appeared in 1799 and received immediate acclaim. Defining religion as 'a sense and a taste for the infinite', he portrayed religious motivation as rooted in a primal feeling, an intuitive sense of 'absolute dependence' on something totally other. A few years later, in 1802, Francois-Rene de Chateaubriand published his Genius of Christianity, with its praise of the creative, aesthetic spirit of Christianity. Influenced by such celebrations of religious feeling, kindred spirits began looking to religion as well as art for individual self-discovery. Friedrich Schlegel and his gifted wife, Dorothea Mendelssohn, converted to Catholicism in 1808. The idealist philosopher, Friedrich Schelling, moved towards Catholic Christianity from about 1806. A young HamburgJew, David Mendel, was converted to Christianity in part by Schleiermacher's On Religion. Taking the name 'Neander' at his baptism in 1806, he taught church history with a poetic passion at the University of Berlin from 1813. In England, the Romantic poet, Robert Southey, embraced a High Anglican faith in 1810.
Some Romantics were drawn to Christianity, and especially medieval Christianity, out of a longing for familial and communal order amid the political upheavals of the times. Friedrich von Hardenberg, a Romantic poet who wrote under the name of Novalis, had found consolation in Christianity following the death of his young fiancee. His essay, 'Christendom or Europe', written in 1799, employed an ecstatic, mystical language to extol the harmonies of a Christian world-order and to call upon the nations to return to this unity. Since the Reformation, sectarian and national divisions had brought only warfare; there must be a return to the common Christian faith of the Middle Ages. 'Blood will flow across Europe', he prophesied,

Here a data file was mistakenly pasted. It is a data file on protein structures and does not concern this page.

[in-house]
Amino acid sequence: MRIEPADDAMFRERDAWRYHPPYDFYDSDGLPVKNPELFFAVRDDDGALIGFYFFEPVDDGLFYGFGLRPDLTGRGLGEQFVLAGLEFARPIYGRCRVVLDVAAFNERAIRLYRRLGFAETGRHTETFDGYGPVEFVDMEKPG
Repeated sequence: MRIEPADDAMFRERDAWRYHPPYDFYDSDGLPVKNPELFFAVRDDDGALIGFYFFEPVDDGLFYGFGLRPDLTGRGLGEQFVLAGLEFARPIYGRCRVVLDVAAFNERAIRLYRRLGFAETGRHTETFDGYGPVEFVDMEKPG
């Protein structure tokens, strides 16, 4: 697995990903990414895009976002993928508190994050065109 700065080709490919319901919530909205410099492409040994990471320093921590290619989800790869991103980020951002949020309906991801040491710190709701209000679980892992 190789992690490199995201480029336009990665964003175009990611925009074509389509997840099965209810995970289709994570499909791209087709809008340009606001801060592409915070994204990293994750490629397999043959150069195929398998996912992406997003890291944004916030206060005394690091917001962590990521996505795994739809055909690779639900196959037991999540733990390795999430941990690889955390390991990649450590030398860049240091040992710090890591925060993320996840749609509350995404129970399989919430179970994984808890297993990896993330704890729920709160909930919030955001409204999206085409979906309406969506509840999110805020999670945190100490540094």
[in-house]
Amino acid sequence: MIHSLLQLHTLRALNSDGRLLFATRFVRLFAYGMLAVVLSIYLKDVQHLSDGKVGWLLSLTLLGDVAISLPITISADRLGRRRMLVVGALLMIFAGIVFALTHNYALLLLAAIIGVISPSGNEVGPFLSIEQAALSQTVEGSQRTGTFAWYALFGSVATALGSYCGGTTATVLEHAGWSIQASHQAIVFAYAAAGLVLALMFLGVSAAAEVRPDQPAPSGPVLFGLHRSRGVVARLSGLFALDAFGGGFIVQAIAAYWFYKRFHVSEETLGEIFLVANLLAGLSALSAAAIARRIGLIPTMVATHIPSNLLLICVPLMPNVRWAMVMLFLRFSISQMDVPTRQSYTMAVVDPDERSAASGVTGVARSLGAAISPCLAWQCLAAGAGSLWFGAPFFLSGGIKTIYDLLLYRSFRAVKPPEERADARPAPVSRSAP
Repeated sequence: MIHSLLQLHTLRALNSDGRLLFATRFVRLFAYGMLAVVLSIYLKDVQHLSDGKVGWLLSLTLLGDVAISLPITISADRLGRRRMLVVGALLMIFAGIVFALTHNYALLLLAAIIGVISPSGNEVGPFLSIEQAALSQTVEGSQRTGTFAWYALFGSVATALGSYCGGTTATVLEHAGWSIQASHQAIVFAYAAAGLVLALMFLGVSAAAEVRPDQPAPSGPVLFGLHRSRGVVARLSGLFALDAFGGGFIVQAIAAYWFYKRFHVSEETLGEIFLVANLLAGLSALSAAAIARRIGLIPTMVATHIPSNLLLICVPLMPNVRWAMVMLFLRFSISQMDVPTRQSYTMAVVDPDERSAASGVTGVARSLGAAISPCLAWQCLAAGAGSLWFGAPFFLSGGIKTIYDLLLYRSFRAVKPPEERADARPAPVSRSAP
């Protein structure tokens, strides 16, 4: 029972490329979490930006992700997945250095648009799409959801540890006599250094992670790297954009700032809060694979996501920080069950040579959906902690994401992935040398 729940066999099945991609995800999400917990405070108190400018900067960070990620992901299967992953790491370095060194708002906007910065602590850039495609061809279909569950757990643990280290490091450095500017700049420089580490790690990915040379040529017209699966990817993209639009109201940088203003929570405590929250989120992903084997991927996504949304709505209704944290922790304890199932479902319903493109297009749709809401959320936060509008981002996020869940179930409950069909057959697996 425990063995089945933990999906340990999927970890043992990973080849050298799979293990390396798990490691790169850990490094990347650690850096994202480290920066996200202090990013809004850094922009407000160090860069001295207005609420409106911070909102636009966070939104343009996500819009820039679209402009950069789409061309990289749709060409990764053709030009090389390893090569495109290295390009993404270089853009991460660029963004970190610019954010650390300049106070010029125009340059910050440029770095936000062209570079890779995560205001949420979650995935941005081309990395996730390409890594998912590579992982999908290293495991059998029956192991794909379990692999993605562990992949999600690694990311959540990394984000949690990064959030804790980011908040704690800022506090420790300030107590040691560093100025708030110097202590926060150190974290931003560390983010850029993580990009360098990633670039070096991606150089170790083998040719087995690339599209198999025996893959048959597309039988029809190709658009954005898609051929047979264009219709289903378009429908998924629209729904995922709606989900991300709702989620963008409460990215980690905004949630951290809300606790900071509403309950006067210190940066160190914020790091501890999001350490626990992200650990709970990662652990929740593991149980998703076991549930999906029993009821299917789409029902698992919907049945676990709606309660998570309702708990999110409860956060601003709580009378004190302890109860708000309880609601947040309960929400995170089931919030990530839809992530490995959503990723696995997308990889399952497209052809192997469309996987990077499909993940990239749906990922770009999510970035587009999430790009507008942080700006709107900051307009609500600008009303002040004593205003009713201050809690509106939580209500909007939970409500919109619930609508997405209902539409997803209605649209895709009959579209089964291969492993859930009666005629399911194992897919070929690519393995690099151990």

Until the nations become aware of the terrible madness which drives them around in circles and until, affected and soothed by holy music, all in a varied group they approach their former altars to undertake the work of peace . . . Only religion can awaken Europe again and make the peoples secure.16
The essay circulated widely in manuscript - it was considered too controversial for publication in the Athernum, the organ of the Jena circle - and it contributed significantly to a revived interest in medieval Catholicism. Also drawn to medieval institutions and the religious basis of community was the conservative political philosopher, Adam Muller, who converted to Roman Catholicism in 1805. His Elements of Statecraft (1808) promoted the notion of an organic national unity rooted in Christian teaching. Several German painters, including Johann Friedrich Overbeck, Franz Pforr, and Peter von Cornelius, embraced this veneration of medieval faith. Known as the Nazarines, they
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